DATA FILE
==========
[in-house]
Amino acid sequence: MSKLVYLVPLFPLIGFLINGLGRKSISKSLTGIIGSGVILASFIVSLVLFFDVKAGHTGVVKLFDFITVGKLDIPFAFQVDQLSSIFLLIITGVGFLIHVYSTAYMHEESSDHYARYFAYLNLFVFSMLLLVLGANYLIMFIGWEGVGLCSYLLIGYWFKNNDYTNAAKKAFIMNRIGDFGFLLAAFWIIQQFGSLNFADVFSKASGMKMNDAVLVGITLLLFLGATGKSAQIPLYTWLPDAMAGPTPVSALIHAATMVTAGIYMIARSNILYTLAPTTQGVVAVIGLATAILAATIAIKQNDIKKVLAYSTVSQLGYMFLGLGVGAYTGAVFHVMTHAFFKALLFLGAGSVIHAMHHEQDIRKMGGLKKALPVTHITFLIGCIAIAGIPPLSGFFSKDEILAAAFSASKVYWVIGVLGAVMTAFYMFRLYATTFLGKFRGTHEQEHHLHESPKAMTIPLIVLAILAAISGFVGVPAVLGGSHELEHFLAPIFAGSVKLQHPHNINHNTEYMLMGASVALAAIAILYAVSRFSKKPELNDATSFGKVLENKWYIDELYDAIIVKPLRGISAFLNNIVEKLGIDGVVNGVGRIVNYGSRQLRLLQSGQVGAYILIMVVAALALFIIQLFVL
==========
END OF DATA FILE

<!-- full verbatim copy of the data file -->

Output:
[in-house]
Amino acid sequence: MSKLVYLVPLFPLIGFLINGLGRKSISKSLTGIIGSGVILASFIVSLVLFFDVKAGHTGVVKLFDFITVGKLDIPFAFQVDQLSSIFLLIITGVGFLIHVYSTAYMHEESSDHYARYFAYLNLFVFSMLLLVLGANYLIMFIGWEGVGLCSYLLIGYWFKNNDYTNAAKKAFIMNRIGDFGFLLAAFWIIQQFGSLNFADVFSKASGMKMNDAVLVGITLLLFLGATGKSAQIPLYTWLPDAMAGPTPVSALIHAATMVTAGIYMIARSNILYTLAPTTQGVVAVIGLATAILAATIAIKQNDIKKVLAYSTVSQLGYMFLGLGVGAYTGAVFHVMTHAFFKALLFLGAGSVIHAMHHEQDIRKMGGLKKALPVTHITFLIGCIAIAGIPPLSGFFSKDEILAAAFSASKVYWVIGVLGAVMTAFYMFRLYATTFLGKFRGTHEQEHHLHESPKAMTIPLIVLAILAAISGFVGVPAVLGGSHELEHFLAPIFAGSVKLQHPHNINHNTEYMLMGASVALAAIAILYAVSRFSKKPELNDATSFGKVLENKWYIDELYDAIIVKPLRGISAFLNNIVEKLGIDGVVNGVGRIVNYGSRQLRLLQSGQVGAYILIMVVAALALFIIQLFVL